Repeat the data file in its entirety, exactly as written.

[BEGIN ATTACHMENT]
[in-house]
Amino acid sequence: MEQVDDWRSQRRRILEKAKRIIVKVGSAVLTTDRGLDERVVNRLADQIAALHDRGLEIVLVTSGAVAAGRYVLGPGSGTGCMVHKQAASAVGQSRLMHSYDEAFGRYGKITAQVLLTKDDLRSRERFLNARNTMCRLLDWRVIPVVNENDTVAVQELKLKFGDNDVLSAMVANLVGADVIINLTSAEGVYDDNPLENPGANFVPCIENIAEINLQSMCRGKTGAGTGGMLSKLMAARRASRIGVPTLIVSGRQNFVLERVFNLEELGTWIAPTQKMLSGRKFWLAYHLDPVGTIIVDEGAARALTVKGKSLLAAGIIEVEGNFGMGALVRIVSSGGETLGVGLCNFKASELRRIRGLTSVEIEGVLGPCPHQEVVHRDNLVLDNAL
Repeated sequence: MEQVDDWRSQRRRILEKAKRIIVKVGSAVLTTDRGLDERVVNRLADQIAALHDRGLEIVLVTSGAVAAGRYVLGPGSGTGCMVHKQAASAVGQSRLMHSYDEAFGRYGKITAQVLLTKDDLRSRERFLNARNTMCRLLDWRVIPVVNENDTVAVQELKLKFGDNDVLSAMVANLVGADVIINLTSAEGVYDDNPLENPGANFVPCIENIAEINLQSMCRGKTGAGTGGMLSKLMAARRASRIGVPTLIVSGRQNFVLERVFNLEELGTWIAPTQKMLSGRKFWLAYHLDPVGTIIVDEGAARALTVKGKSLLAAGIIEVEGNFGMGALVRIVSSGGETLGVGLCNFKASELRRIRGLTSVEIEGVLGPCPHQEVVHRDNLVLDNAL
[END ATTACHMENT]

[in-house]
Amino acid sequence: MEQVDDWRSQRRRILEKAKRIIVKVGSAVLTTDRGLDERVVNRLADQIAALHDRGLEIVLVTSGAVAAGRYVLGPGSGTGCMVHKQAASAVGQSRLMHSYDEAFGRYGKITAQVLLTKDDLRSRERFLNARNTMCRLLDWRVIPVVNENDTVAVQELKLKFGDNDVLSAMVANLVGADVIINLTSAEGVYDDNPLENPGANFVPCIENIAEINLQSMCRGKTGAGTGGMLSKLMAARRASRIGVPTLIVSGRQNFVLERVFNLEELGTWIAPTQKMLSGRKFWLAYHLDPVGTIIVDEGAARALTVKGKSLLAAGIIEVEGNFGMGALVRIVSSGGETLGVGLCNFKASELRRIRGLTSVEIEGVLGPCPHQEVVHRDNLVLDNAL
Repeated sequence: MEQVDDWRSQRRRILEKAKRIIVKVGSAVLTTDRGLDERVVNRLADQIAALHDRGLEIVLVTSGAVAAGRYVLGPGSGTGCMVHKQAASAVGQSRLMHSYDEAFGRYGKITAQVLLTKDDLRSRERFLNARNTMCRLLDWRVIPVVNENDTVAVQELKLKFGDNDVLSAMVANLVGADVIINLTSAEGVYDDNPLENPGANFVPCIENIAEINLQSMCRGKTGAGTGGMLSKLMAARRASRIGVPTLIVSGRQNFVLERVFNLEELGTWIAPTQKMLSGRKFWLAYHLDPVGTIIVDEGAARALTVKGKSLLAAGIIEVEGNFGMGALVRIVSSGGETLGVGLCNFKASELRRIRGLTSVEIEGVLGPCPHQEVVHRDNLVLDNAL